19. 19. Assault Weapons Bans “The term ‘semiautomatic assault weapon’ means— “(A) any of the firearms, or copies or duplicates of the firearms in any caliber, known as— “(i) Norinco, Mitchell, and Poly Technologies Avtomat Kalashnikovs (all models); [other items omitted — ed.] “(B) a semiautomatic rifle that has an ability to accept a detachable magazine and has at least 2 of— “(i) a folding or telescoping stock; “(ii) a pistol grip that protrudes conspicuously beneath the action of the weapon; “(iii) a bayonet mount; “(iv) a flash suppressor or threaded barrel designed to accommodate a flash suppressor; and “(v) a grenade launcher ….”
  20. 20. Assault Weapons Bans “In fact, the assault weapons ban will have no significant effect either on the crime rate or on personal security. Nonetheless, it is a good idea .... “Its only real justification is not to reduce crime but to desensitize the public to the regulation of weapons in preparation for their ultimate confiscation.” Charles Krauthammer, Washington Post, Apr. 5, 1996.
  21. 21. Regulatory Options–“Where” Bans Bans on concealed carry. Bans on carrying in particular kinds of places. ◦ churches; ◦ places that sell alcohol.
  22. 22. Regulatory Options— “How”/“When” Restrictions Requirements to keep guns locked. Possibly only when young children are present. The evidence “is insufficient to determine the effectiveness of the laws in reducing violence or unintentional … injury and other violent outcomes.” Waiting periods. “*T+he evidence is insufficient to determine the effectiveness of waiting periods.”
  23. 23. Regulatory Options—“Who Knows” Regulations Nondiscretionary licensing. Background checks. Registration. Ballistics tracking databases.
  24. 24. Treating Guns Like Cars No federal licensing or registration for cars. Any person may use a car on his own property without license or registration. Any adult may get a license to use a car in public places ◦ by passing a fairly simple test that nearly all can pass.
  25. 25. The Second Amendment “A well regulated Militia, being necessary to the security of a free State, “the right of the people to keep and bear Arms, shall not be infringed.” Along with the rest of the Bill of Rights, originally written to bind only the federal government. Fourteenth Amendment, in 1868, has been interpreted as applying most of the Bill of Rights to state and local governments.
  26. 26. “The Right of the People” First Amendment: “the right of the people peaceably to assemble.” Fourth Amendment: “the right of the people to be secure in their persons, houses, papers, and effects” Ninth Amendment: “shall not be construed to … disparage other* rights+ retained by the people.”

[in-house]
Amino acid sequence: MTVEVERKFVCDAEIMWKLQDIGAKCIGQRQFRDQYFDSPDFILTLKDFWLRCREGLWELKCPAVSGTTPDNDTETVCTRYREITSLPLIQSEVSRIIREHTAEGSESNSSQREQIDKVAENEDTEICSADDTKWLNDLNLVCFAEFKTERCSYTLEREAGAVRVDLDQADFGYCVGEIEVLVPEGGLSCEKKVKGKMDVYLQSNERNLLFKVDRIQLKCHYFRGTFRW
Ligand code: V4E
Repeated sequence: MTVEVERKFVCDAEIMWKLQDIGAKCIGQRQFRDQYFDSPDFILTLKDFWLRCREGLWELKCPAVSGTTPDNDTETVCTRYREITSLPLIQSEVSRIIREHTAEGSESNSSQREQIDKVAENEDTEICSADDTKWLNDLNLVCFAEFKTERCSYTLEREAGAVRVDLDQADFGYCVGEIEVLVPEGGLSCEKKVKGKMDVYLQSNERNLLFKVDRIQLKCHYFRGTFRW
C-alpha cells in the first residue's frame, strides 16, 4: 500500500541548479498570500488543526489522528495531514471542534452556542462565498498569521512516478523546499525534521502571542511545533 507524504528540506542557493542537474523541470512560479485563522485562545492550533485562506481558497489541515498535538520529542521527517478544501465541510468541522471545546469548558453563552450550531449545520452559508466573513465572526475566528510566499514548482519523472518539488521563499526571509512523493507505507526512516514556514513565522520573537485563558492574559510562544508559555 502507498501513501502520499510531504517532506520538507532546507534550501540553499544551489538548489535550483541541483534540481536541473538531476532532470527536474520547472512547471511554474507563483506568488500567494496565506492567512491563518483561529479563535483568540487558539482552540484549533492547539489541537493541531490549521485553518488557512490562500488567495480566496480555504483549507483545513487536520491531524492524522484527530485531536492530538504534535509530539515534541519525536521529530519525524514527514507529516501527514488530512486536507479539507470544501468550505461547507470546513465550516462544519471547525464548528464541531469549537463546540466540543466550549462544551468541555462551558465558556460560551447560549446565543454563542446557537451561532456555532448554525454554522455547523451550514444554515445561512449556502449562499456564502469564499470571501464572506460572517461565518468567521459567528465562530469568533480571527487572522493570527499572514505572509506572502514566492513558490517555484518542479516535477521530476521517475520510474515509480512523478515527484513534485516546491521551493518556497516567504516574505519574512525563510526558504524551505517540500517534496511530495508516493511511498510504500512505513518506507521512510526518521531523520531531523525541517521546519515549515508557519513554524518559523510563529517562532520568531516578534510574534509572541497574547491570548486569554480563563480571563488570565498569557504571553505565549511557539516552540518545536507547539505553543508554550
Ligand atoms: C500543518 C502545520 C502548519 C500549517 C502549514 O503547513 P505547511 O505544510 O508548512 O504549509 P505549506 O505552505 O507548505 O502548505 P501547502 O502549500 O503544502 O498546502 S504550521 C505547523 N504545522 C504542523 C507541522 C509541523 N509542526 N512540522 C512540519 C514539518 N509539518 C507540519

27. 27. “To Keep and Bear Arms” “*N+o Papist … may have or keep in his House … any Arms.” “*T+he Prohibition contained ... in this Act, of having, keeping, bearing, or wearing any Arms or Warlike Weapons ... shall not extend ... to any Officers or their Assistants, employed in the Execution of Justice ...” Right of citizens to “bear arms in defense of themselves *himself+ and the state.”
  28. 28. “Being Necessary” “*T+he trial of facts in the vicinity where they happen, is so essential to the security of the life, liberty and estate of the citizen, that no crime ... ought to be tried in any other county than that in which it is committed” (N.H. 1784). “The freedom of deliberation ... in either house of the legislature, is so essential to the rights of the people, that it cannot be the foundation of any accusation or prosecution ...” (Mass. 1780). “In suits at common law, ... the trial by jury, as one of the best securities to the rights of the people, ought to remain inviolate” (Madison). “*T+he freedom of the press, as one of the great bulwarks of liberty, shall be inviolable” (Madison).
  29. 29. “Well-Regulated Militia” Militia Act of 1792: All free white male citizens age 18 to 45. Current Militia Act: All male citizens age 17 to 45. “Well-regulated” = well-functioning, well- governed.
  30. 30. Living Constitution Described as individual right in Fourteenth Amendment debates. Described as individual right by Congress, from 1866 to 2005. Pre-Heller survey (2008): 67% (to 30%) believe the Second Amendment protects individual right, after being read the text of the provision. Without being read the text, support is 73% (to 20%).
  31. 31. State Constitutional Rights Blue: Individual right (KS likely starting Nov. 2010). WI 1998: “The people have the right to keep and bear arms for security, defense, hunting, recreation or any other lawful purpose.” Yellow: Unclear (HI, VA). Red: No individual right (CA; IA, MN; MA, MD, NJ, NY).
  32. 32. Three Kinds of Guns Handguns. Rifles. Shotguns.
  33. 33. Five Solutions to the ReloadingProblem One round per barrel. Pump/lever-action. Revolver. Semi-automatic. Fully automatic.
  34. 34. A Derringer
  35. 35. A Revolver
  36. 36. A Semiautomatic Handgun
  37. 37. TEC DC-9 “Assault Weapon”
  38. 38. Two Cartridges
  39. 39. A Bolt-Action Rifle +A Semiautomatic Rifle
  40. 40. A Pump-Action Shotgun + A Semiautomatic Shotgun
  41. 41. A Shotgun Shell
  42. 42. A Fully-Automatic Rifle